The fight is not really between Senator Villar, one who has a good opportunity to become the next President, and Senator Pimentel, one who is no longer interested in higher office but in preserving his good reputation for posterity. Senator Villar and Senator Pimentel are very good friends.

To repeat, the fight involves those who covet the presidency in 2010.  But in this fight, their main enemy, GMA, gains.  They also get clobbered by the criticisms of those who voted for them.  This creates space for dark horses like Senator Alan Peter Cayetano to emerge as the credible and trusted leader of the opposition.  In short, the in-fighting is damaging to their individual interests.

In the prisoner’s dilemma game, the police separately interrogate two prisoners accused of committing the same crime.  The interrogating officers give each prisoner a choice: betray your accomplice or remain silent.  If neither prisoner squeals, both of them go to jail for one year.  If one betrays his accomplice but his accomplice remains silent, the betrayer goes free and the accomplice who remains silent gets a sentence of 15 years in jail.  If both betray each other, they get a sentence of 10 years.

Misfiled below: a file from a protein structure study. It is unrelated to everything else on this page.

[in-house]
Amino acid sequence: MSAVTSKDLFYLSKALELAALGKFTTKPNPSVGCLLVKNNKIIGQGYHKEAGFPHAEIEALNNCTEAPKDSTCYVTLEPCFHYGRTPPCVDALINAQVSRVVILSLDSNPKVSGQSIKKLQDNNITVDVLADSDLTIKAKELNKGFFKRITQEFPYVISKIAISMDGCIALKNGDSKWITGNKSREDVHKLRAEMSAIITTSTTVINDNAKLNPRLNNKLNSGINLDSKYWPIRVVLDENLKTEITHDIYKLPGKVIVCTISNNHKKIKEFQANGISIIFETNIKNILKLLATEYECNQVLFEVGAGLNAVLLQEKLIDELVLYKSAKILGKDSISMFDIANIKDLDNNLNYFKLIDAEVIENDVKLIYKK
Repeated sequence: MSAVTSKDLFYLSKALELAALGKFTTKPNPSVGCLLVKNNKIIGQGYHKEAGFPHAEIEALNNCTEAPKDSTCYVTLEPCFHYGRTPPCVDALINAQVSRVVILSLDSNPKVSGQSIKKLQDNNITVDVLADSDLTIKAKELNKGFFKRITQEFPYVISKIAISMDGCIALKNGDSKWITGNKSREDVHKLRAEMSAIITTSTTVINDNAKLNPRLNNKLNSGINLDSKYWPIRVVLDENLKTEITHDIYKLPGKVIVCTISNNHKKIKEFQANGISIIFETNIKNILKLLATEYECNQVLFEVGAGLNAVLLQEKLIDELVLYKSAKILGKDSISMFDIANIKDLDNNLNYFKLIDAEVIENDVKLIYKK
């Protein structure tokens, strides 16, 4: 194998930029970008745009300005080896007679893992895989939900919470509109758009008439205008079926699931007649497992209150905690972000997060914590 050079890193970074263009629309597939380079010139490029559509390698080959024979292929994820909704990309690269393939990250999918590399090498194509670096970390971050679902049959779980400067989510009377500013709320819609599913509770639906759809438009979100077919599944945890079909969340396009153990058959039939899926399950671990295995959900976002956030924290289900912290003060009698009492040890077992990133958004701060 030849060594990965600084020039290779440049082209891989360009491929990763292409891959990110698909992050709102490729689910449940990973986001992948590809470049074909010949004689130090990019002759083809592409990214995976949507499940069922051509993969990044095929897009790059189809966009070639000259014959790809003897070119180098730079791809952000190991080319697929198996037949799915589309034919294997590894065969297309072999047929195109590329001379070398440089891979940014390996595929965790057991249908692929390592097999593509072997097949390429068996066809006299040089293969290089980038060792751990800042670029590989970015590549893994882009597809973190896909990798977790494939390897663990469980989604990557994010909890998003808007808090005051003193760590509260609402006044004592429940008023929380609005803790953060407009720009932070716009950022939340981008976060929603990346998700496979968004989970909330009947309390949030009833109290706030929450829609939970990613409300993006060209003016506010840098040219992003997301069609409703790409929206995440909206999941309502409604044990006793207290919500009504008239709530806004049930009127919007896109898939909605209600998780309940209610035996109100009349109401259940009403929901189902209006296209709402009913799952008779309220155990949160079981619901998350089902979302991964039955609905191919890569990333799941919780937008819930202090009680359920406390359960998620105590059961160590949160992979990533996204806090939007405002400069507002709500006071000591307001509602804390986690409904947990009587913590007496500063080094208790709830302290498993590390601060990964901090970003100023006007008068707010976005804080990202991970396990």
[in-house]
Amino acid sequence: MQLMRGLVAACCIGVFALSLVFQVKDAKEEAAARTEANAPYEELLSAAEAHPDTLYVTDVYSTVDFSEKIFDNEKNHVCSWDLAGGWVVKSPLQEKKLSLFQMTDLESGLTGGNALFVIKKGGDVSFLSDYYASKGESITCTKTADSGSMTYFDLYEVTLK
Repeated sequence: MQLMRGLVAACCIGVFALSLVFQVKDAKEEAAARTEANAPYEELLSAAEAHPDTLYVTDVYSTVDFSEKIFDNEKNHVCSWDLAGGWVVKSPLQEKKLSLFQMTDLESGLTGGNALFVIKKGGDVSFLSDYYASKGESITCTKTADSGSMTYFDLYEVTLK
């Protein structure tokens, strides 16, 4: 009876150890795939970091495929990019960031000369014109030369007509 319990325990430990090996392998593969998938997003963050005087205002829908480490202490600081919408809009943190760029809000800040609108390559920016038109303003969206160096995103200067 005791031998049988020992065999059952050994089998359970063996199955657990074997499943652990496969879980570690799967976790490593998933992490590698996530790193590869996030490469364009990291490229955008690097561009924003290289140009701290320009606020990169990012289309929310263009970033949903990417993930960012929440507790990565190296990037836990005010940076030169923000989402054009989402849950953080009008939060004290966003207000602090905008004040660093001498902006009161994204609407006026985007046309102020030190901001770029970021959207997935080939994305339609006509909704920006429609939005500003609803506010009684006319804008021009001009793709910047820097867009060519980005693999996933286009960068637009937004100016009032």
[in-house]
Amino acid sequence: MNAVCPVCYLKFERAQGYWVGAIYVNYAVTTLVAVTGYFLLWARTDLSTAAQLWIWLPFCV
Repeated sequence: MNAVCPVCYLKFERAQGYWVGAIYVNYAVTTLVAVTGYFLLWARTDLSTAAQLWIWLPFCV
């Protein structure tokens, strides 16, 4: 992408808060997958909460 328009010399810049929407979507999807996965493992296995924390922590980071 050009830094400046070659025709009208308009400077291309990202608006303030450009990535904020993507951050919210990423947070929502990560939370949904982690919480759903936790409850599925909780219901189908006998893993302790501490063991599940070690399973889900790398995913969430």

Suppose you are one of the two prisoners and you think that your accomplice will remain silent, the temptation for you to fink is great, because it means your freedom.  If you remain silent, both you and your fellow prisoner stay in jail for one year. In other words, in this setting, the rational response is for you to betray the other.

Take the other possibility—that your accomplice will betray you.  If you remain silent, you alone go to jail for 15 years!  But if you likewise betray your accomplice, you get a lighter sentence of 10 years. So again, seemingly, the best response is betraying your accomplice.

But since both prisoners choose the response of betraying each other, thinking this is the strategy that maximizes self-interest, both will end up in jail for 10 years.  If both had only cooperated with each other by remaining silent, they could have spent only a year in jail.

I hope the contending senators will grasp the lessons from the prisoner’s dilemma. If they want a more vivid example, my piece of advice for them is to have time out to relax and watch as a group the award-winning film Beautiful Mind, a film based on the life of John Nash.  Mr. Nash is famous for being a recipient of the Nobel Prize in economics.  There’s a scene (probably apocryphal) where Nash shows how cooperation, not rivalry, is the best strategy in dating the most attractive woman on campus.  The result would have been disastrous for the whole gang if they all competed in pursuing the same beautiful coed and ignored her girlfriends.

In many instances in real life, from dating women to winning the Senate Presidency, games of cooperation yield the best payoff for everyone.